Starting around 15 years ago, I began exploring the Mad River Valley while visiting family members who have a home in the area. One of my first discoveries was Scrag Mountain, the modest peak which is nonetheless the most prominent geographical feature on the east side of the valley. At that time, the main trail accessing the summit was at the end of Palmer Hill Road, and the first few times I ascended this moderately challenging peak, it seemed that the trail, while still easy to follow, was falling into some disuse. For one, the landowners in the vicinity made it very clear, through numerous threatening signs, that they would not abide any cars parked in the vicinity of the trailhead, which apparently did not have any public parking spaces available for hikers. Also, the summit had a fire tower for many years, giving an otherwise tree-enshrouded summit spectacular views, and with removal of the tower, the appeal of this pleasant hike was diminished. I am not sure when the fire tower was removed, but a sign alluding to its presence (incorrectly) was still in place when I first ascended the peak. Some of the history of the summit and the fire tower can be found online.
Fast forward to a year ago, when I set off to explore the summit, admittedly scouting out a potential trail run/blog post, from the location of the original trailhead, which I had not ascended in at least 10 years. While the trail was far more overgrown than my memories of it, as I neared the summit, I could see why this was no longer a commonly used trail – blowdown in the ensuing years had taken a pleasant half day hike, and turned it into a nightmare of climbing over, under and around a seemingly infinite number of downed trees, rendering the passage impossible to all but the most intrepid of hikers…..me! After a seeming eternity of route finding, climbing, and badly scratched arms and legs, the blowdown subsided, and I found the original trail, which seemed oddly easy to find – and I was puzzled as to the use it was receiving given the ordeal I had to go through to achieve its higher reaches. Nonetheless, once past the blowdown, the summit was easily achieved. I was pleasantly surprised that the ancient fire tower warden hut at the summit was still standing, and from the look of the log book there, was a frequent overnight place for the young stoner crowd, who indicated the herb of their choice in the graffiti on the walls, and their ramblings in the log book. I also noted that there were still a few limited views to the Roxbury (east) side visible from summit ledges through the trees. On my descent, however, following the trail, I realized that the in my ten year absence, the original trail had been re-routed, so I followed its descent not really sure where it would deposit me. In fact, upon reaching the East Warren Road after descending Sherman Road, I was relieved to realize that I was indeed on the correct side of the range, and not in Northfield, which would have necessitated a long drive by family members to recover me.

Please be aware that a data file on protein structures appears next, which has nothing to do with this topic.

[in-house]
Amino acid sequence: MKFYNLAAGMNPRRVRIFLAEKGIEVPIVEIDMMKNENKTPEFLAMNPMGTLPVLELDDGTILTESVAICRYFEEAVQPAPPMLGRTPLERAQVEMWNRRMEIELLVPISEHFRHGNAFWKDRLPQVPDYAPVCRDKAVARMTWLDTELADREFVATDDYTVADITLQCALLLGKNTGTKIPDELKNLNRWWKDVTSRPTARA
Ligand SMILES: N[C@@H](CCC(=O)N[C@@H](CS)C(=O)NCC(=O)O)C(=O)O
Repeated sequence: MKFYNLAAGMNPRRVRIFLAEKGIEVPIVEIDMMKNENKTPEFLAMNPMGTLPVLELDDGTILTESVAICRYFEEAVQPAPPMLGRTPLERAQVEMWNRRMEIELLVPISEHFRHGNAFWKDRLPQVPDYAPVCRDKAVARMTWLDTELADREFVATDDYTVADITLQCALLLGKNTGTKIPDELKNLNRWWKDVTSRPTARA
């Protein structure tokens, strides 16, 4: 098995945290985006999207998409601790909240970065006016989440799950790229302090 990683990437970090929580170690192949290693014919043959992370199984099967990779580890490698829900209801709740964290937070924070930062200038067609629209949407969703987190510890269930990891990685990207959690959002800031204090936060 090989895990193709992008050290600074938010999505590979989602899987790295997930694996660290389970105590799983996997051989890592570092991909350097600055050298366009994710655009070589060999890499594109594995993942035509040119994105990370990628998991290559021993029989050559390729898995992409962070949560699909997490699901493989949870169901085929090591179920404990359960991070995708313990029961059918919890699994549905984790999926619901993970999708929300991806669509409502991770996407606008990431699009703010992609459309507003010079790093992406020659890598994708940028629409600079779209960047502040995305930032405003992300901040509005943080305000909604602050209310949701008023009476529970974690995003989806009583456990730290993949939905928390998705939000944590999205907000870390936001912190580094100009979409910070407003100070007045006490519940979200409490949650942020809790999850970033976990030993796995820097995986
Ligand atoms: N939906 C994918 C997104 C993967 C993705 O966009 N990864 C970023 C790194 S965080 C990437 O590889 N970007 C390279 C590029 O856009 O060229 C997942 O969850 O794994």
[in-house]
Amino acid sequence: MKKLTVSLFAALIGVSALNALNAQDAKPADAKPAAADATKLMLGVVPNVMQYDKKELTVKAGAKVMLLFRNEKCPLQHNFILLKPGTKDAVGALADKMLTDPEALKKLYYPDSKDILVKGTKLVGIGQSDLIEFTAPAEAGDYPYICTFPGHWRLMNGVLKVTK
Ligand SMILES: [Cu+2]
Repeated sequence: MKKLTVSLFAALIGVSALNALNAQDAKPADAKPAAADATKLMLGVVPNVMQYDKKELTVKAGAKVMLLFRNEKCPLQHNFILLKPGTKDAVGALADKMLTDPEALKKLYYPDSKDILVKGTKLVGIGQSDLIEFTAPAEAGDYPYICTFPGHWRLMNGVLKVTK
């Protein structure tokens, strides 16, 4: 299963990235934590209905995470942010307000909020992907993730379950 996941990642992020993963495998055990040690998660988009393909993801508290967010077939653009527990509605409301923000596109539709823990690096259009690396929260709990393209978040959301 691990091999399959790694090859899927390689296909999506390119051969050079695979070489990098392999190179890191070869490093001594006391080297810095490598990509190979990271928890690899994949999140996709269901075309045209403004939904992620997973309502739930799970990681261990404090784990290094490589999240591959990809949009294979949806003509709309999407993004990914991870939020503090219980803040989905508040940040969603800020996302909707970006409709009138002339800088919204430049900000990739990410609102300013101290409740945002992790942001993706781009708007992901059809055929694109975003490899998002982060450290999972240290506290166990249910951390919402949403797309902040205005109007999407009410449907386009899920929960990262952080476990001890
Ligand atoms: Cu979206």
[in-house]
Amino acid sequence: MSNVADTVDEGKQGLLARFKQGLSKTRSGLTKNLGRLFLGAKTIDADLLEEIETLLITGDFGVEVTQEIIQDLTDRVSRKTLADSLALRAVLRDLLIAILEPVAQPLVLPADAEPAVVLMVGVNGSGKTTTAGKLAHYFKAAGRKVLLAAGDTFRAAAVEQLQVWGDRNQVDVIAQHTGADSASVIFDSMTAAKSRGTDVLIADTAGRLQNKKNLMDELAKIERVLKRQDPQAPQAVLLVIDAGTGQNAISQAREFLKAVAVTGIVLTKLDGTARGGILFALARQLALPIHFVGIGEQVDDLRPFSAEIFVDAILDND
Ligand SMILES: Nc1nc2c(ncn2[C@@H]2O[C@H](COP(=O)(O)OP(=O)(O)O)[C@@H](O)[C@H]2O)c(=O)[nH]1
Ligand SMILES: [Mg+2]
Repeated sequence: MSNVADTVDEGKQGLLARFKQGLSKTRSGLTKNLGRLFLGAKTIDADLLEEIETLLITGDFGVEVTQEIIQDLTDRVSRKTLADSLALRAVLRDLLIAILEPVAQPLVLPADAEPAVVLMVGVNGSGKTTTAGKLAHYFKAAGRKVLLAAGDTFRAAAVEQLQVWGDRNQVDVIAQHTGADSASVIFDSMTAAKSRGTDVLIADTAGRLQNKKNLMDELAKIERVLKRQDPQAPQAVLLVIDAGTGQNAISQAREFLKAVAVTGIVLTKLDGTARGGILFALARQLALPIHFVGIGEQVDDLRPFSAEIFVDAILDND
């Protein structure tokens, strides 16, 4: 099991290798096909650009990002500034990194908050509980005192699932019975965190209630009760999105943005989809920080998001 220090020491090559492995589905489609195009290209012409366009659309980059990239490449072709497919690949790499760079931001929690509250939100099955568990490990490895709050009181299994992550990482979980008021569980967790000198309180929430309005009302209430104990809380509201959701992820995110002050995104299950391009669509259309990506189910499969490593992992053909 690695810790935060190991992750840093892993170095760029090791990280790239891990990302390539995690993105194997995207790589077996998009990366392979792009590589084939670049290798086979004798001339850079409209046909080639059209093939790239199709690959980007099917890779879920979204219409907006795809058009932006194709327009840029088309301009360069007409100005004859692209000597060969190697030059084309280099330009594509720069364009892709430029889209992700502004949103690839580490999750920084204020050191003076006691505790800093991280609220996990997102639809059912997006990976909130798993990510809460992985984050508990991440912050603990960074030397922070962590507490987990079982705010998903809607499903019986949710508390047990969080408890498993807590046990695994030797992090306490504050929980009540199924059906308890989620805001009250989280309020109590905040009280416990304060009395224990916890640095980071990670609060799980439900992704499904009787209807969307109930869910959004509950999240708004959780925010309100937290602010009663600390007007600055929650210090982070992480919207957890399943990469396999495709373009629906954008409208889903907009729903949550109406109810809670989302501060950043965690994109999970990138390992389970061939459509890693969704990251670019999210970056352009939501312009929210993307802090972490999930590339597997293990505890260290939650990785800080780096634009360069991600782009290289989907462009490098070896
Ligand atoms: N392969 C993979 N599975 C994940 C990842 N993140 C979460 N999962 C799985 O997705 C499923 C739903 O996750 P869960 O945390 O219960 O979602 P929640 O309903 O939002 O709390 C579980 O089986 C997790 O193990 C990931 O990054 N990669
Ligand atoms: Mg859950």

So, with these slightly confused memories only a year old, I thought I would try out this new trail as a run, on the late afternoon of Father’s day 2012. It was a rather hot afternoon, so I delayed my departure until the late afternoon in the hope of catching some cooling temperatures. Nonetheless, it was still in the low 80’s when I set off on my run, at least with a decent supply of water. The described section of this run begins well above the valley floor at the intersection of the East Warren Rd. and the Common Rd., on the far eastern edge of the Mad River Valley. There is a good parking lot here, with room for a few cars, and many runners, bikers, and walkers park their cars here to begin and end outdoor activities from this vantage with excellent views of the main ridge of the Green Mts, and the three ski areas in the area.